Though putting this behavior into practice takes time, I can tell you the returns are worth it – especially the engaging, trusting, lasting relationships being built at home, and at work. Slowing down and focusing on others has also helped me become a more peaceful person. I get great satisfaction knowing that I purposefully take others’ feelings and viewpoints into account, whether with my family, colleagues or clients. I get great satisfaction knowing that I purposefully take others’ feelings and viewpoints into account, whether with my family, colleagues or clients. Though I’m certainly not an expert, the following daily practices have helped me. Has something worked for you? Please email me to share your thoughts or best practices on the subject so we can keep the conversation going!
1. Focus on the art of listening.
Effective listening is more than simply avoiding the bad habit of interrupting others while they are speaking or finishing their sentences. It is being content to listen to the entire thought of someone rather than waiting impatiently for your chance to respond. In some ways, the way we fail to listen is symbolic of the way we live. We often treat communication as if it were a race; like our goal is to have no time gaps between the conclusion of the sentence of the person we are speaking with and the beginning of our own. Be conscious of this and refrain from talking over another. You’ll see that the conversation naturally slows down because you aren’t in competition for “airtime.” Plus, everyone loves to talk to someone who truly listens to what they are saying.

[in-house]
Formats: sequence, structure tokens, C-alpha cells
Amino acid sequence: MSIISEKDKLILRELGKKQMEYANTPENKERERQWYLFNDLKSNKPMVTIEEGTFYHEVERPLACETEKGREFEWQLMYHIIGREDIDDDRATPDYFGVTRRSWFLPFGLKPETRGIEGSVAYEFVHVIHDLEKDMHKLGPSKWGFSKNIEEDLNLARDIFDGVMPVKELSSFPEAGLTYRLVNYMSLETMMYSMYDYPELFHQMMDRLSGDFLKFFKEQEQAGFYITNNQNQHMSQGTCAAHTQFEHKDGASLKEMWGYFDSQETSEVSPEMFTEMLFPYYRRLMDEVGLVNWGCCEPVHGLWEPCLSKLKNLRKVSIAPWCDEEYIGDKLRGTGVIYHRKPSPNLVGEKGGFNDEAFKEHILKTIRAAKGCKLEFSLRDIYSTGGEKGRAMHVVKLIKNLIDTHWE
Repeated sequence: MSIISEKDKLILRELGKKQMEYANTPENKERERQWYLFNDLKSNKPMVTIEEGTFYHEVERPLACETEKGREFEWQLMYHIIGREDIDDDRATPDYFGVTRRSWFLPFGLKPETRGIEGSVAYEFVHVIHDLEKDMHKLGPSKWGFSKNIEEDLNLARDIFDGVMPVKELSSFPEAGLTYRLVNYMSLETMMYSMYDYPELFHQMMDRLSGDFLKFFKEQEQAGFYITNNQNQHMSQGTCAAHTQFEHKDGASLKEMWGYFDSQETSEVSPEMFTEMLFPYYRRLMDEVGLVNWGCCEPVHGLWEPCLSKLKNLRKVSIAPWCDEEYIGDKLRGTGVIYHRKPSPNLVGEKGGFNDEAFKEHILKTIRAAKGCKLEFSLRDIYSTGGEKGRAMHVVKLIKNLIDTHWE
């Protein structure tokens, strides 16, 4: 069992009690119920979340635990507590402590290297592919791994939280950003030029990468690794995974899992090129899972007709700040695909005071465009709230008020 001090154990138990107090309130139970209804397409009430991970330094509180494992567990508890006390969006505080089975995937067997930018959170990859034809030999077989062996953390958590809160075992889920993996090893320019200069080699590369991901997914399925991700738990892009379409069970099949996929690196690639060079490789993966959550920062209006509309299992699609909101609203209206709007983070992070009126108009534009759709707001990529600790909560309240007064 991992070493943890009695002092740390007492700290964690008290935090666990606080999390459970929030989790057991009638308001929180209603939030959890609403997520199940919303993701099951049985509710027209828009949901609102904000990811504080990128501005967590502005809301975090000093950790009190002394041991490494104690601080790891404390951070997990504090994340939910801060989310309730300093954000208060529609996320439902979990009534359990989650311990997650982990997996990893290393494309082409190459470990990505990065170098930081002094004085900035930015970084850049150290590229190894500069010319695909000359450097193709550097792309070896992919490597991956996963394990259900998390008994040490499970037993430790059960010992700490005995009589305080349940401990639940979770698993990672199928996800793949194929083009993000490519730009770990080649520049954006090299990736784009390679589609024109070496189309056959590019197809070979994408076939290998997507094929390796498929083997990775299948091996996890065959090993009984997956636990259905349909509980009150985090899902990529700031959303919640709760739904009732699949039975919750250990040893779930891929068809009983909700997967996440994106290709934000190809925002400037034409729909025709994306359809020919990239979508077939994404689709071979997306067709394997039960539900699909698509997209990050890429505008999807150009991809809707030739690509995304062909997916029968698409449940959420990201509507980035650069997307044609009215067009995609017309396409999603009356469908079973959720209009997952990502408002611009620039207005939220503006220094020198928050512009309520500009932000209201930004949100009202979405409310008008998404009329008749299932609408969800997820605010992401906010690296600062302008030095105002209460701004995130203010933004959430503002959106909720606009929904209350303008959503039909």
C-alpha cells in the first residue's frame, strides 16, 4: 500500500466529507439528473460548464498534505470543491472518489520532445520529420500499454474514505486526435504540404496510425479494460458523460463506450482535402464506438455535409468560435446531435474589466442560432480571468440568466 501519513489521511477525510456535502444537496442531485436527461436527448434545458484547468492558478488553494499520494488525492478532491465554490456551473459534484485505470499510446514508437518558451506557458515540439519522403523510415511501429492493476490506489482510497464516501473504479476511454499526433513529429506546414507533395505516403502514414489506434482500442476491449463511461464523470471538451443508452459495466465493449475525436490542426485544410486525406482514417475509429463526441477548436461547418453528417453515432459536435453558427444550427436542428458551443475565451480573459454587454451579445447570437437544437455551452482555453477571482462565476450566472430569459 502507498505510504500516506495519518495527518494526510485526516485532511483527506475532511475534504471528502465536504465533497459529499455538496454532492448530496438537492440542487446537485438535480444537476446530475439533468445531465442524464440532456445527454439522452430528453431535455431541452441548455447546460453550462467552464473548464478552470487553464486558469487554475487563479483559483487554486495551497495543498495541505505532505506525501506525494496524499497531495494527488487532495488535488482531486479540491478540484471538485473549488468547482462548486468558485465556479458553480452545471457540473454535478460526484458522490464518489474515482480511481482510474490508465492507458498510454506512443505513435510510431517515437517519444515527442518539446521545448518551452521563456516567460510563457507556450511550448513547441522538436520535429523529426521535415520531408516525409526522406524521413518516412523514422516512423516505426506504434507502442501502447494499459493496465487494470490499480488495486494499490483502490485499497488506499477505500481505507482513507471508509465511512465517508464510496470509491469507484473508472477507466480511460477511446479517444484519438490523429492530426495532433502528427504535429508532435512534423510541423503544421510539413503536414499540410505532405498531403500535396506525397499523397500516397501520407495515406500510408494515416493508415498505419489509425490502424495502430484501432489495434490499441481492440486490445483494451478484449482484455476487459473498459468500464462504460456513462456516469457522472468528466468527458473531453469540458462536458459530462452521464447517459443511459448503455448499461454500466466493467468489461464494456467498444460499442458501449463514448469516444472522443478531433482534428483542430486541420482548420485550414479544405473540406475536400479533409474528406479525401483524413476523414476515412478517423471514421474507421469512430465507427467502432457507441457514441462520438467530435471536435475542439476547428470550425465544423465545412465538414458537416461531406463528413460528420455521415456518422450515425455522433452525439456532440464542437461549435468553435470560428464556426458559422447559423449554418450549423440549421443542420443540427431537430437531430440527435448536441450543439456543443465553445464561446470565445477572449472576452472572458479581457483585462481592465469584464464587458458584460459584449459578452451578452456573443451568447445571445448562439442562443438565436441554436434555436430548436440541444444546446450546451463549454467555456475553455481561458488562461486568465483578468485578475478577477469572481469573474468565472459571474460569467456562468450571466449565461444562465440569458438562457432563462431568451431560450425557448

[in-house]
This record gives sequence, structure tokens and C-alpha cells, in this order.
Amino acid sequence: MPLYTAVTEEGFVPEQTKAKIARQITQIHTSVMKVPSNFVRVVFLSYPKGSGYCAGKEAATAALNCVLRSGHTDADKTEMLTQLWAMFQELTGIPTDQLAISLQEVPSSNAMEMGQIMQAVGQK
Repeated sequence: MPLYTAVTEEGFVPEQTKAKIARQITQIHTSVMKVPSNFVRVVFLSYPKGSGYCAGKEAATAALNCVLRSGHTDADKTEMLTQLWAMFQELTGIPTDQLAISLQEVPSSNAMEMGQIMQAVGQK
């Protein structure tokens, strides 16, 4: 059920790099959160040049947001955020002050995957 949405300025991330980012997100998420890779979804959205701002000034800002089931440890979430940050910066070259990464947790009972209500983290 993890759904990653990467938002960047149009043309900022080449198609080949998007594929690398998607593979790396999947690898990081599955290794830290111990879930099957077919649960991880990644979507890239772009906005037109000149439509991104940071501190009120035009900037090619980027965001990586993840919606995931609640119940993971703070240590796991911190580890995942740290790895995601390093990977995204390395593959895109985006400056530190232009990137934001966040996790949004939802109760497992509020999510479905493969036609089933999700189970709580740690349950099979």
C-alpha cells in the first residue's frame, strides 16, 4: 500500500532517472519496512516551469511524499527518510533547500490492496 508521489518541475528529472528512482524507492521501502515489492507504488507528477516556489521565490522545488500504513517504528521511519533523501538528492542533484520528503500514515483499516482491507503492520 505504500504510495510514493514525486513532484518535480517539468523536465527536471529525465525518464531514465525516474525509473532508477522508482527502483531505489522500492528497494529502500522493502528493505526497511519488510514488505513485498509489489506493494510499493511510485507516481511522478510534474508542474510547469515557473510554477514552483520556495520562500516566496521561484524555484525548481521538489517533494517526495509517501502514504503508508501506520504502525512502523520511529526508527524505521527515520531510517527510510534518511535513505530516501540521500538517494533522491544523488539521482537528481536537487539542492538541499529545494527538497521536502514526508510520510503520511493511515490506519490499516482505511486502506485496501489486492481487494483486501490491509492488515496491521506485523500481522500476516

2. Use more than words to get across your message.
Experts have concluded that as little as 10 percent of the impact of your spoken message is carried by the actual words you use; 40 percent is carried by your “vocals” – tone, inflection, emphasis, volume. More than 50 percent of the impact from your spoken message comes from body language: eyes, face, gestures, posture. Use this knowledge to make others feel comfortable and encourage conversation. For example, maintain eye contact and smile; use others’ names in conversation; open up the circle of conversation by physically stepping back and allowing others to join in.